I wish I had seen the ancient Taj Mahas more often than I did, and the ones in China and the United States.
I am not ashamed of my time in India, where I spent time on the Taj and many other temples.
But the Taj is not the only Taj.
It is not even the best.
As I travelled the Taj, I noticed that there were others.
I saw temples in Afghanistan, Pakistan, Uzbekistan, Sri Lanka, Tajikistan, the Philippines and Thailand, among others.
But in India and many parts of the world, the Taj stands out.
Its reputation for religious tolerance is unmatched in the world.
And its history is not a history of cruelty and intolerance, but rather one of freedom and respect.
The Taj Mahalis are not as bad as the Taj.
But what’s the Taj story?
There is one.
The Taj Mahars were built in the early 19th century as a religious pilgrimage site in the ancient city of Urumqi in northwest China.
It was the largest of the many religious sites built in Urumquan and was the only one of its kind in the Islamic world.
The Mahars are still known today as “Tajmahals” in Chinese.
In the 19th and early 20th centuries, the Urumqans and their people were under siege from the Chinese army and the Chinese government.
The Urumqs were driven out of the city and fled to the nearby mountains.
The Hindu Kush region of northwestern China was also controlled by the Chinese.
By 1876, the Hindu Kush had become the epicenter of an ongoing religious conflict between the Uighurs and Chinese.
The United States had taken over the area, which had been inhabited by the Uruk people for more than a millennium.
The conflict began with the expulsion of Uruks from the Uramqi mountains in the mid-1870s.
By that time, the area had become a sanctuary for Tibetan Buddhism, with a large Tibetan community there.
The Dalai Lama fled to India in 1889 and became the first Dalai Lama to establish a monastery in the United Kingdom.
The following year, the United Nations recognized Tibet as a separate country and banned its military and other activities.
In 1896, the Dalai Lama and the U.S. government agreed to establish an office in the Ummah to oversee Tibetan affairs.
In 1909, the first Tibetan refugee camp was established in the mountains, and a new Tibetan community was established there in 1912.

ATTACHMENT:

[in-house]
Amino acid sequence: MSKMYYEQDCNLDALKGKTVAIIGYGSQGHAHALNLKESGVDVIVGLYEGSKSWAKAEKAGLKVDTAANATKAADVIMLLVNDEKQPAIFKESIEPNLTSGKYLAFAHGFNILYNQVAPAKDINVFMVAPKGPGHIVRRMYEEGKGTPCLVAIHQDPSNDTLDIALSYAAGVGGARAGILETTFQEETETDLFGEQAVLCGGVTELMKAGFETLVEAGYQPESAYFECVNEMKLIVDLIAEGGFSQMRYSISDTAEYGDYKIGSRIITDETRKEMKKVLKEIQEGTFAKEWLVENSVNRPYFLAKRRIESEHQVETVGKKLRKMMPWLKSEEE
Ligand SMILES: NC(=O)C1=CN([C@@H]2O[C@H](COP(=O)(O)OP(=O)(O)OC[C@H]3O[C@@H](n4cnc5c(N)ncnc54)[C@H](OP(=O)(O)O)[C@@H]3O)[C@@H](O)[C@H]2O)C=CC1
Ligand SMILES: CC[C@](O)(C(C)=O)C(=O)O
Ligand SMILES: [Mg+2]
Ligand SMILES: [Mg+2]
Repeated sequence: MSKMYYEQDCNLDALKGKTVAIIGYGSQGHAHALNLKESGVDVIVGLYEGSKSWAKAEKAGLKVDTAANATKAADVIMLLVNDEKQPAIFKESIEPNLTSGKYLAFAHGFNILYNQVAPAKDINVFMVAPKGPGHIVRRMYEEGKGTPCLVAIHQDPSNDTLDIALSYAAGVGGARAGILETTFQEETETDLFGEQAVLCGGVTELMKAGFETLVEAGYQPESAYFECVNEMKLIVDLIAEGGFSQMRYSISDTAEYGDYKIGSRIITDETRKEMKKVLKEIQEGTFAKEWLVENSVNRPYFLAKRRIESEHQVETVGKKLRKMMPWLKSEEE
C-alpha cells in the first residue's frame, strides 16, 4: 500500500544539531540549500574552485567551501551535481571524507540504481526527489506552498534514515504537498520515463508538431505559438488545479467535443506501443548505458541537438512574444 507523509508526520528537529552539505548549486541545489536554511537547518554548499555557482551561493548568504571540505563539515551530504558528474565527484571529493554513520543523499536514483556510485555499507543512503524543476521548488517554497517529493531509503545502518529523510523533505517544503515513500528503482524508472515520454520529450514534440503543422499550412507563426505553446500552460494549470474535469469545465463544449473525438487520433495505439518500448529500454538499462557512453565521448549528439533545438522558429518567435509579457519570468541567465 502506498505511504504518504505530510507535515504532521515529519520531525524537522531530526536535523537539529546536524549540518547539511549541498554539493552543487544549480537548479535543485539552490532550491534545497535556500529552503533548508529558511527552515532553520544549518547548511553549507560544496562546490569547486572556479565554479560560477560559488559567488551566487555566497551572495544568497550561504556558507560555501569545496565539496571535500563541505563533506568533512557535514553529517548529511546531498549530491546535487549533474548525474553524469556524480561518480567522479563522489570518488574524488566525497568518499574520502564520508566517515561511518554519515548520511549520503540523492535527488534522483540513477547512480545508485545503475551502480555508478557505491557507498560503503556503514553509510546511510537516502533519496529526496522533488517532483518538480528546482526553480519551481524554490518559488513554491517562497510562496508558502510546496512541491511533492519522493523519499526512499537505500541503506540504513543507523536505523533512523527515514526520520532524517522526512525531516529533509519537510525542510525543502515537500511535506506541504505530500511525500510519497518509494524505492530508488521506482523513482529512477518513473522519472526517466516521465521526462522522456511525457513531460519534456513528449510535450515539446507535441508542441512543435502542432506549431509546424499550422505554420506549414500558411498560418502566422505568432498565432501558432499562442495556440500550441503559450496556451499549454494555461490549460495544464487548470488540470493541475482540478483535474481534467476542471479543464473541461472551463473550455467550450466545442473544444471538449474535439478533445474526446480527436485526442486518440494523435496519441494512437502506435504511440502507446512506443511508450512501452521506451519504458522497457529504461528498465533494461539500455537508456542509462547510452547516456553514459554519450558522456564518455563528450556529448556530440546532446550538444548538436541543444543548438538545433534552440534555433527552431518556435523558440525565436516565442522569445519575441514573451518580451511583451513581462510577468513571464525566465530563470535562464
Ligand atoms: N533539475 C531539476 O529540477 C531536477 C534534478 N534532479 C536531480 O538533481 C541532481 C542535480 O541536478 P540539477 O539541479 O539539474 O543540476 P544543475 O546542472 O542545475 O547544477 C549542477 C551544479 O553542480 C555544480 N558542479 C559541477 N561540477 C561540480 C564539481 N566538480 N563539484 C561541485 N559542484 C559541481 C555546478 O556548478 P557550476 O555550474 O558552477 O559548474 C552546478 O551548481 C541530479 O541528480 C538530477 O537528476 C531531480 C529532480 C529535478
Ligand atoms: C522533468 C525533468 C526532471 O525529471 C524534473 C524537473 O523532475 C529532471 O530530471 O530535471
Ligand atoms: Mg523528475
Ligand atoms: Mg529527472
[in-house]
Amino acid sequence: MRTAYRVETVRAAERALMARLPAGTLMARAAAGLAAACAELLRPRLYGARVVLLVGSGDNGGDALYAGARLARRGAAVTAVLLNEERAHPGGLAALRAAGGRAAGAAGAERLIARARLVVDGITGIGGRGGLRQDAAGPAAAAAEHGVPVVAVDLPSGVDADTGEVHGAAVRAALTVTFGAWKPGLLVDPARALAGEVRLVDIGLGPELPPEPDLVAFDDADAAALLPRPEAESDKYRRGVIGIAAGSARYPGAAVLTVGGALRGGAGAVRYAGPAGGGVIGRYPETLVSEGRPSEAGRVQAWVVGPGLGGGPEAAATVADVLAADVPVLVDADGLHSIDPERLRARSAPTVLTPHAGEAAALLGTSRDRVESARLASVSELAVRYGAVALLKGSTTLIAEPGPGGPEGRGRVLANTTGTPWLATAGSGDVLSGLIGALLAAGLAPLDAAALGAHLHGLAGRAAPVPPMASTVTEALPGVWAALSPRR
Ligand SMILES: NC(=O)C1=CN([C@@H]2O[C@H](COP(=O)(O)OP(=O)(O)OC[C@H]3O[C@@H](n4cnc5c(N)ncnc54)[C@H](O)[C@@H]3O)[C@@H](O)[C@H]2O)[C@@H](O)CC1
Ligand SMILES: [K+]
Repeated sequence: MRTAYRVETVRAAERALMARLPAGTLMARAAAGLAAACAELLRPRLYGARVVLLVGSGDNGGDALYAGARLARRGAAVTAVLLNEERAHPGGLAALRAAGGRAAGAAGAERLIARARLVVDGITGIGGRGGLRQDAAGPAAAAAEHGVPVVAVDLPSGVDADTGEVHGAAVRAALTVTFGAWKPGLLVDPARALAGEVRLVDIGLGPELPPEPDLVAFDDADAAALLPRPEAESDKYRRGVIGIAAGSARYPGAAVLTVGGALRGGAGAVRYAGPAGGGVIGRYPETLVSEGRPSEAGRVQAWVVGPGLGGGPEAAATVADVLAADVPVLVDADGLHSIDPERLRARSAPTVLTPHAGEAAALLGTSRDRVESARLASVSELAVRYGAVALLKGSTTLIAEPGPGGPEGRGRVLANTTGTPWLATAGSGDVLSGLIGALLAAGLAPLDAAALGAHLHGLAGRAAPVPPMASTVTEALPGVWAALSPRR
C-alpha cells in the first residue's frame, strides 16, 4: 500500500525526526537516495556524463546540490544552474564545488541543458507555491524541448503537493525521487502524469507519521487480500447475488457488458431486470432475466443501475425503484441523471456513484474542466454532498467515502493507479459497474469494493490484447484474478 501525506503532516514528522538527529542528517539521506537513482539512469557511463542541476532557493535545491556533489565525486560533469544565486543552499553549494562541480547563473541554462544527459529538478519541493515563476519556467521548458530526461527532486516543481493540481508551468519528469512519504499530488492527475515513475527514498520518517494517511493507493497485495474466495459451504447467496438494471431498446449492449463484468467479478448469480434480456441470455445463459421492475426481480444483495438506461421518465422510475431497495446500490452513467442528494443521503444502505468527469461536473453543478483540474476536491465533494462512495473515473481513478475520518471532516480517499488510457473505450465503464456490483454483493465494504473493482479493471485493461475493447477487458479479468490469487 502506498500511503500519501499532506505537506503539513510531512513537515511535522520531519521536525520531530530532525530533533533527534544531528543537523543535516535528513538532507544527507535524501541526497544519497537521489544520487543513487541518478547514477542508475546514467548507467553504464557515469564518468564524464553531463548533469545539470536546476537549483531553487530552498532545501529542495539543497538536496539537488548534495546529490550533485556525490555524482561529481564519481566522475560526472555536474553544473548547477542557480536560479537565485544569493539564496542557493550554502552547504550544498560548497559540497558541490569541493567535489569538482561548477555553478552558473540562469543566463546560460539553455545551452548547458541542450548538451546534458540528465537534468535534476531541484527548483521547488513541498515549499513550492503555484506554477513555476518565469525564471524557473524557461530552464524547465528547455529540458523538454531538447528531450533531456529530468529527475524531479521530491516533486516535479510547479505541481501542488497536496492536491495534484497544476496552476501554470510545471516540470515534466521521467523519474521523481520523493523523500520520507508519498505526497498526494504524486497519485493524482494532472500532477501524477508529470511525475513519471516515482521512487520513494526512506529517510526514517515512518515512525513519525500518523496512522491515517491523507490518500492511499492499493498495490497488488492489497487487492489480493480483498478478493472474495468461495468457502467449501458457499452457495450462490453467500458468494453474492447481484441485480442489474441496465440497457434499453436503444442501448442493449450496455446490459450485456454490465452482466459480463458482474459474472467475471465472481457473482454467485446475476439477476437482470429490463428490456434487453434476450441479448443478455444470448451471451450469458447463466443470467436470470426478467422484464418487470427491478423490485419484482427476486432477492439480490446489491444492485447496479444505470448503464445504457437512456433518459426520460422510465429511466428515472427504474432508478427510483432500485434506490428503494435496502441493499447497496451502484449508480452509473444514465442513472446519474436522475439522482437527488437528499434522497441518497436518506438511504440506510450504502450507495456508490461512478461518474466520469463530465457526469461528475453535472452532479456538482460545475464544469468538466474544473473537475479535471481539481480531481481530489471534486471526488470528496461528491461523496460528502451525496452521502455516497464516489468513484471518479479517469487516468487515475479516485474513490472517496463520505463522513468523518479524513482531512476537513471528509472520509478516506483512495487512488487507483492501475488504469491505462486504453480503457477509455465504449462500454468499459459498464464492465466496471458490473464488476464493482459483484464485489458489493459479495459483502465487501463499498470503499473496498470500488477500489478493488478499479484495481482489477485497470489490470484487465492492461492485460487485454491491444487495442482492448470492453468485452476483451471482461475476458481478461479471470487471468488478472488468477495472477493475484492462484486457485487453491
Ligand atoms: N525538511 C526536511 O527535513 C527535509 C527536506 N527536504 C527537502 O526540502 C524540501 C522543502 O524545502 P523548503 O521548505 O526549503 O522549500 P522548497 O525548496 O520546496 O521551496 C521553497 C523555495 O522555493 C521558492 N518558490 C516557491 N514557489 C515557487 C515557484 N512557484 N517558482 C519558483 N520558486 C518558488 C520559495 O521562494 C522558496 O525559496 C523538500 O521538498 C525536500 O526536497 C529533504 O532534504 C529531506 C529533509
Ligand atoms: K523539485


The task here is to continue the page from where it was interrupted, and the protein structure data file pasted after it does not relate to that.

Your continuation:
The first Dalai Lamas were granted refugee status in 1924 and 1924 was a watershed in the history of Tibet.
The government also granted permanent residency to Tibetan refugees in the late 1930s.
In 1941, the Chinese Government launched a campaign to forcibly expel Tibetan refugees and Tibetan refugees settled in the nearby Himalayan mountains, but the Dalai Lamases managed to escape.
The Tibetan refugees were eventually given asylum in India in 1953.
The first U.N. mission to the Uumqi mountains came in 1950, when the United Nation High Commissioner for Refugees (UNHCR) was established to oversee the refugees.
In 1958, a second UN mission was established, this time in 1969, and was focused on helping refugees to establish their lives.
In 1972, a third mission was launched, and this time it was focused mainly on helping Tibetan refugees to settle permanently in India.
In 1974, the Tibetan refugees of the Urai area were granted permanent resident status in India by the Indian government.
It took more than 20 years to get permanent residency status in the Indian Government, but in 1988, the government allowed the Tibetan refugee community to settle in New Delhi.
The refugees were then allowed to become citizens of India, and many of them started working as domestic workers.
In 1986, a fifth mission was set up to help the Tibetan Buddhist refugees settle permanently.
The second and third missions were conducted by the Dalai Monks Office.
The sixth mission was by the Tibetan government.
In 1998, a United Nations High Commissioner was appointed to oversee this fifth mission.
He oversaw the resettlement of Tibetan refugees who had been living in India for more or less 15 years.
In 1999, India granted citizenship to the Dalai monks in India after the Dalai government had approved the citizenship application.
It also established the National Council for Tibetan Refugees.
The sixth mission ended in 2002, when Nepal agreed to accept the Tibetan Refugees and to allow the Dalais to settle there permanently.
India has since granted permanent residence to about a third of the Dalai monk community in India as well as to many Tibetan refugees from the other Tibetan diaspora in Nepal.
India’s decision to accept Tibet’s refugees came as a surprise to many, especially after the Chinese had expelled the Uralmurs in the 1990s and had taken control of the Himalayan region in the years since.
However, the decision was welcomed by many Indian Buddhists, as well.
India was able to help to rebuild Tibetan Buddhism and to help Tibetan refugees. But